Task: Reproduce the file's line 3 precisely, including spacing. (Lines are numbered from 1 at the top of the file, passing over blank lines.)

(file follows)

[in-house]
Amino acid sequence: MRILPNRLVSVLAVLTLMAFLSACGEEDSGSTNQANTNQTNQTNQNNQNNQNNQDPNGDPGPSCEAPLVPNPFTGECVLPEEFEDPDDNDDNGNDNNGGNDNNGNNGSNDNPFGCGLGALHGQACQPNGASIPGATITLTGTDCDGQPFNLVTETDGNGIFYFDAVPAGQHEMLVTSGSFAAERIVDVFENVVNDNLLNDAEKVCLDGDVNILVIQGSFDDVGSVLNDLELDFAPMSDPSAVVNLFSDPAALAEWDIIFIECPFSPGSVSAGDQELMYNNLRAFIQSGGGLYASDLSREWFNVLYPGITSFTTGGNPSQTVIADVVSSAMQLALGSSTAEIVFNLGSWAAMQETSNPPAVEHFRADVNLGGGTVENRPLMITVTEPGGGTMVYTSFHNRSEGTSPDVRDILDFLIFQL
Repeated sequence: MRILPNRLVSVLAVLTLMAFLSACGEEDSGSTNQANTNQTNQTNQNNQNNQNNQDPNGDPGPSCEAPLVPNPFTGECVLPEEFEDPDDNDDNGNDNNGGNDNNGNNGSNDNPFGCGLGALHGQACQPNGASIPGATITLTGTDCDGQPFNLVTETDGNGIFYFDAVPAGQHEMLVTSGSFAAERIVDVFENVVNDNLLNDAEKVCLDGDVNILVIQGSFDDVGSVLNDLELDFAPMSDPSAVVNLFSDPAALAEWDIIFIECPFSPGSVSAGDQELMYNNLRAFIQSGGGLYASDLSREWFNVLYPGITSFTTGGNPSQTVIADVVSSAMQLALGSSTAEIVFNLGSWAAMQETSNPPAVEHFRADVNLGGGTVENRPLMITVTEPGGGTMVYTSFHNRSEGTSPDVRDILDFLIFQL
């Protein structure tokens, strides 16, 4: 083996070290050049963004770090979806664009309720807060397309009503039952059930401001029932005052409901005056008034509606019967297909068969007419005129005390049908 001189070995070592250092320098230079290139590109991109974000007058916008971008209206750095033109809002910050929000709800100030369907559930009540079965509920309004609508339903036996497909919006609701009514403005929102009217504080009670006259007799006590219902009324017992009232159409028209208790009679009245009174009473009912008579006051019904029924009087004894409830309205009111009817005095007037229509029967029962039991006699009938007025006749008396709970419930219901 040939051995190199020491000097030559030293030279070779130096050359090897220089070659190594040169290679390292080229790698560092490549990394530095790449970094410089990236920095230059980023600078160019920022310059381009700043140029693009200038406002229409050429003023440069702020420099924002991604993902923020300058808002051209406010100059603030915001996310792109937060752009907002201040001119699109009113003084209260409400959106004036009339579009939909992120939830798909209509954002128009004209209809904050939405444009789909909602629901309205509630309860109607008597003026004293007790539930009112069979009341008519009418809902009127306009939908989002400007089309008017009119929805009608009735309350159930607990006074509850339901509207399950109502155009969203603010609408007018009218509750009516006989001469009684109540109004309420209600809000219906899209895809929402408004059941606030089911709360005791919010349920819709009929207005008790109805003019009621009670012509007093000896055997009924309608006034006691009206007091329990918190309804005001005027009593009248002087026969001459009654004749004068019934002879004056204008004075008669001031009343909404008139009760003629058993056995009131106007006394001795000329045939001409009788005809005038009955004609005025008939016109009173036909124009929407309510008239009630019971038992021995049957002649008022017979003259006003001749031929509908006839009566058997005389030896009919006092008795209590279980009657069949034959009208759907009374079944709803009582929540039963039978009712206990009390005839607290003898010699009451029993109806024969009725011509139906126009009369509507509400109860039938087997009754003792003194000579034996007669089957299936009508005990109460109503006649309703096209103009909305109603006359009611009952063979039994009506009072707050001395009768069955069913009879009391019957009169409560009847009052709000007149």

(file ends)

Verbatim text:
Repeated sequence: MRILPNRLVSVLAVLTLMAFLSACGEEDSGSTNQANTNQTNQTNQNNQNNQNNQDPNGDPGPSCEAPLVPNPFTGECVLPEEFEDPDDNDDNGNDNNGGNDNNGNNGSNDNPFGCGLGALHGQACQPNGASIPGATITLTGTDCDGQPFNLVTETDGNGIFYFDAVPAGQHEMLVTSGSFAAERIVDVFENVVNDNLLNDAEKVCLDGDVNILVIQGSFDDVGSVLNDLELDFAPMSDPSAVVNLFSDPAALAEWDIIFIECPFSPGSVSAGDQELMYNNLRAFIQSGGGLYASDLSREWFNVLYPGITSFTTGGNPSQTVIADVVSSAMQLALGSSTAEIVFNLGSWAAMQETSNPPAVEHFRADVNLGGGTVENRPLMITVTEPGGGTMVYTSFHNRSEGTSPDVRDILDFLIFQL